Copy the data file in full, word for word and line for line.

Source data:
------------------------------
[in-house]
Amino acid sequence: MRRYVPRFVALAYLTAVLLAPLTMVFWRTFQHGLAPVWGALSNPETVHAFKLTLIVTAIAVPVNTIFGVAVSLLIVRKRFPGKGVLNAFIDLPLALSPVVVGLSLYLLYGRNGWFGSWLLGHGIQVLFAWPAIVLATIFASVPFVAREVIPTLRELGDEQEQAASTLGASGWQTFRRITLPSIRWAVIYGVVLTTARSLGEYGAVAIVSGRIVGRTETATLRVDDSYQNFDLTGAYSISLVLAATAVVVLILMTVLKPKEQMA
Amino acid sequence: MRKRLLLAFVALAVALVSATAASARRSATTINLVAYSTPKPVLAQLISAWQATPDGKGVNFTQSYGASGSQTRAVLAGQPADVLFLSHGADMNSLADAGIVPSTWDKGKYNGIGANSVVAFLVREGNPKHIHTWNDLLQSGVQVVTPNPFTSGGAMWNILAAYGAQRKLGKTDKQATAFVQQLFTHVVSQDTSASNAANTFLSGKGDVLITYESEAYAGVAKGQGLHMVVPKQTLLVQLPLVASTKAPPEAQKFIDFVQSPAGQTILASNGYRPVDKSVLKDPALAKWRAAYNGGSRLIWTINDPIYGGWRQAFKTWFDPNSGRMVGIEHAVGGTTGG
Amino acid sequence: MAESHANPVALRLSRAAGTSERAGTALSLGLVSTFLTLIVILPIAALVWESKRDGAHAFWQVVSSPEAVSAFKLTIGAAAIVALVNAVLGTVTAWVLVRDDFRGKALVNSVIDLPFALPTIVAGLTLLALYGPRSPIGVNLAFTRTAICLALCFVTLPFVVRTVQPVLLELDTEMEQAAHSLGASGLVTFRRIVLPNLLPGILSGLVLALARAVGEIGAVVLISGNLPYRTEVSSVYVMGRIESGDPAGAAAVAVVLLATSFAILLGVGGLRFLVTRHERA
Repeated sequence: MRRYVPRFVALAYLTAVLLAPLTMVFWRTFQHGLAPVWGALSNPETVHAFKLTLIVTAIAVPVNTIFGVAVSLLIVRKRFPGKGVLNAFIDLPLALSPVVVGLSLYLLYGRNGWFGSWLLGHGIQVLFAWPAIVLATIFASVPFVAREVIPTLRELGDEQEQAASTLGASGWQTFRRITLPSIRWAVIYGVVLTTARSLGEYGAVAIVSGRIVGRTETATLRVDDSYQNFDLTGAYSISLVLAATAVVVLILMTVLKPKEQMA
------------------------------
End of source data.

[in-house]
Amino acid sequence: MRRYVPRFVALAYLTAVLLAPLTMVFWRTFQHGLAPVWGALSNPETVHAFKLTLIVTAIAVPVNTIFGVAVSLLIVRKRFPGKGVLNAFIDLPLALSPVVVGLSLYLLYGRNGWFGSWLLGHGIQVLFAWPAIVLATIFASVPFVAREVIPTLRELGDEQEQAASTLGASGWQTFRRITLPSIRWAVIYGVVLTTARSLGEYGAVAIVSGRIVGRTETATLRVDDSYQNFDLTGAYSISLVLAATAVVVLILMTVLKPKEQMA
Amino acid sequence: MRKRLLLAFVALAVALVSATAASARRSATTINLVAYSTPKPVLAQLISAWQATPDGKGVNFTQSYGASGSQTRAVLAGQPADVLFLSHGADMNSLADAGIVPSTWDKGKYNGIGANSVVAFLVREGNPKHIHTWNDLLQSGVQVVTPNPFTSGGAMWNILAAYGAQRKLGKTDKQATAFVQQLFTHVVSQDTSASNAANTFLSGKGDVLITYESEAYAGVAKGQGLHMVVPKQTLLVQLPLVASTKAPPEAQKFIDFVQSPAGQTILASNGYRPVDKSVLKDPALAKWRAAYNGGSRLIWTINDPIYGGWRQAFKTWFDPNSGRMVGIEHAVGGTTGG
Amino acid sequence: MAESHANPVALRLSRAAGTSERAGTALSLGLVSTFLTLIVILPIAALVWESKRDGAHAFWQVVSSPEAVSAFKLTIGAAAIVALVNAVLGTVTAWVLVRDDFRGKALVNSVIDLPFALPTIVAGLTLLALYGPRSPIGVNLAFTRTAICLALCFVTLPFVVRTVQPVLLELDTEMEQAAHSLGASGLVTFRRIVLPNLLPGILSGLVLALARAVGEIGAVVLISGNLPYRTEVSSVYVMGRIESGDPAGAAAVAVVLLATSFAILLGVGGLRFLVTRHERA
Repeated sequence: MRRYVPRFVALAYLTAVLLAPLTMVFWRTFQHGLAPVWGALSNPETVHAFKLTLIVTAIAVPVNTIFGVAVSLLIVRKRFPGKGVLNAFIDLPLALSPVVVGLSLYLLYGRNGWFGSWLLGHGIQVLFAWPAIVLATIFASVPFVAREVIPTLRELGDEQEQAASTLGASGWQTFRRITLPSIRWAVIYGVVLTTARSLGEYGAVAIVSGRIVGRTETATLRVDDSYQNFDLTGAYSISLVLAATAVVVLILMTVLKPKEQMA